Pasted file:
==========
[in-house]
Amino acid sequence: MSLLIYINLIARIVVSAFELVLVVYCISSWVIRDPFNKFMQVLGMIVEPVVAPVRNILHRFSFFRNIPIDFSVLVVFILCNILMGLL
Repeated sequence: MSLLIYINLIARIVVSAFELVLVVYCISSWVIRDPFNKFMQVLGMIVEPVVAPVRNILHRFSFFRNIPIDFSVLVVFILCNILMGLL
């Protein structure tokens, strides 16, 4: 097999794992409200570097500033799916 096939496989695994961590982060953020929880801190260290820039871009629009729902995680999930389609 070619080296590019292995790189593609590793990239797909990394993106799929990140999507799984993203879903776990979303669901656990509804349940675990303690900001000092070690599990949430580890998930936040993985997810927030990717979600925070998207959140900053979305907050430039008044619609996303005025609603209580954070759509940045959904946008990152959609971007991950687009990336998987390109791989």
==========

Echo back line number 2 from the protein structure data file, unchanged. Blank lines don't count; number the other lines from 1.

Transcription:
Amino acid sequence: MSLLIYINLIARIVVSAFELVLVVYCISSWVIRDPFNKFMQVLGMIVEPVVAPVRNILHRFSFFRNIPIDFSVLVVFILCNILMGLL